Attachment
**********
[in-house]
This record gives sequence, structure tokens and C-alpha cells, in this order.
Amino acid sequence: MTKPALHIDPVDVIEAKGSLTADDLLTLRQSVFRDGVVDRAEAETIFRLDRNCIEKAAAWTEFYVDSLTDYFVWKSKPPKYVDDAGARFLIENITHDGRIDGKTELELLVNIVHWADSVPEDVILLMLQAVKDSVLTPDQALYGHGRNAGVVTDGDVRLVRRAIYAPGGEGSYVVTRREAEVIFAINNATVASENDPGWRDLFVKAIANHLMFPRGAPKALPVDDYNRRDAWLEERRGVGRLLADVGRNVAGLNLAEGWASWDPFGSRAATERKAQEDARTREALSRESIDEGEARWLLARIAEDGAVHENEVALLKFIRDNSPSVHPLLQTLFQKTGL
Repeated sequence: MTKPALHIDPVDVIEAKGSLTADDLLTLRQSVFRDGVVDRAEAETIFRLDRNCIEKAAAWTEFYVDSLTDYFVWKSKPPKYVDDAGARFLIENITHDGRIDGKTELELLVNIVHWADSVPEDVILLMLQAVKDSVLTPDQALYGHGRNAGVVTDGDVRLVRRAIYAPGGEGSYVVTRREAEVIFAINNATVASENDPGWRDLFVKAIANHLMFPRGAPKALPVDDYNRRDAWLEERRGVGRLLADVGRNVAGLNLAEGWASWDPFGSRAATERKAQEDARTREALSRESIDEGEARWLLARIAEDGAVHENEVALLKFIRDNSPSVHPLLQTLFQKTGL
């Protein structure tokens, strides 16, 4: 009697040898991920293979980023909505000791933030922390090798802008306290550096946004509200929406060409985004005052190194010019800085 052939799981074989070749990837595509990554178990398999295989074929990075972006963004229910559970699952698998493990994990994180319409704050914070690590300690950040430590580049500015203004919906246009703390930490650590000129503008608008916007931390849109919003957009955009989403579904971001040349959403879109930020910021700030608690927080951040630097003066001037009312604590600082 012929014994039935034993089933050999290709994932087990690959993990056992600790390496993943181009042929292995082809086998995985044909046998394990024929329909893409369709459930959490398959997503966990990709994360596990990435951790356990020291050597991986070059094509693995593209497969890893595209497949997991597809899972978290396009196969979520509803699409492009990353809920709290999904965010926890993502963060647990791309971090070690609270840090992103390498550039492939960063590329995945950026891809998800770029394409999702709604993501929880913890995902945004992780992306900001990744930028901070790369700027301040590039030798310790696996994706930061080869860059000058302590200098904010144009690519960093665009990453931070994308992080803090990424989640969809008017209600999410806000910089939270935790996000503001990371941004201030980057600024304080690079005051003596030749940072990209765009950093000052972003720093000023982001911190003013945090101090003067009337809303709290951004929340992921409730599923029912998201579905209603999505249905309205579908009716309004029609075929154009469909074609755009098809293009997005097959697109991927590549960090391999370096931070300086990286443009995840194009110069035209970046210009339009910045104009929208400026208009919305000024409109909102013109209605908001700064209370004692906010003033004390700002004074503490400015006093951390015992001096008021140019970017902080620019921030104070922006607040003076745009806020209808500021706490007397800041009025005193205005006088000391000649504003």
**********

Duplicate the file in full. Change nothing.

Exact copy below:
[in-house]
This record gives sequence, structure tokens and C-alpha cells, in this order.
Amino acid sequence: MTKPALHIDPVDVIEAKGSLTADDLLTLRQSVFRDGVVDRAEAETIFRLDRNCIEKAAAWTEFYVDSLTDYFVWKSKPPKYVDDAGARFLIENITHDGRIDGKTELELLVNIVHWADSVPEDVILLMLQAVKDSVLTPDQALYGHGRNAGVVTDGDVRLVRRAIYAPGGEGSYVVTRREAEVIFAINNATVASENDPGWRDLFVKAIANHLMFPRGAPKALPVDDYNRRDAWLEERRGVGRLLADVGRNVAGLNLAEGWASWDPFGSRAATERKAQEDARTREALSRESIDEGEARWLLARIAEDGAVHENEVALLKFIRDNSPSVHPLLQTLFQKTGL
Repeated sequence: MTKPALHIDPVDVIEAKGSLTADDLLTLRQSVFRDGVVDRAEAETIFRLDRNCIEKAAAWTEFYVDSLTDYFVWKSKPPKYVDDAGARFLIENITHDGRIDGKTELELLVNIVHWADSVPEDVILLMLQAVKDSVLTPDQALYGHGRNAGVVTDGDVRLVRRAIYAPGGEGSYVVTRREAEVIFAINNATVASENDPGWRDLFVKAIANHLMFPRGAPKALPVDDYNRRDAWLEERRGVGRLLADVGRNVAGLNLAEGWASWDPFGSRAATERKAQEDARTREALSRESIDEGEARWLLARIAEDGAVHENEVALLKFIRDNSPSVHPLLQTLFQKTGL
């Protein structure tokens, strides 16, 4: 009697040898991920293979980023909505000791933030922390090798802008306290550096946004509200929406060409985004005052190194010019800085 052939799981074989070749990837595509990554178990398999295989074929990075972006963004229910559970699952698998493990994990994180319409704050914070690590300690950040430590580049500015203004919906246009703390930490650590000129503008608008916007931390849109919003957009955009989403579904971001040349959403879109930020910021700030608690927080951040630097003066001037009312604590600082 012929014994039935034993089933050999290709994932087990690959993990056992600790390496993943181009042929292995082809086998995985044909046998394990024929329909893409369709459930959490398959997503966990990709994360596990990435951790356990020291050597991986070059094509693995593209497969890893595209497949997991597809899972978290396009196969979520509803699409492009990353809920709290999904965010926890993502963060647990791309971090070690609270840090992103390498550039492939960063590329995945950026891809998800770029394409999702709604993501929880913890995902945004992780992306900001990744930028901070790369700027301040590039030798310790696996994706930061080869860059000058302590200098904010144009690519960093665009990453931070994308992080803090990424989640969809008017209600999410806000910089939270935790996000503001990371941004201030980057600024304080690079005051003596030749940072990209765009950093000052972003720093000023982001911190003013945090101090003067009337809303709290951004929340992921409730599923029912998201579905209603999505249905309205579908009716309004029609075929154009469909074609755009098809293009997005097959697109991927590549960090391999370096931070300086990286443009995840194009110069035209970046210009339009910045104009929208400026208009919305000024409109909102013109209605908001700064209370004692906010003033004390700002004074503490400015006093951390015992001096008021140019970017902080620019921030104070922006607040003076745009806020209808500021706490007397800041009025005193205005006088000391000649504003």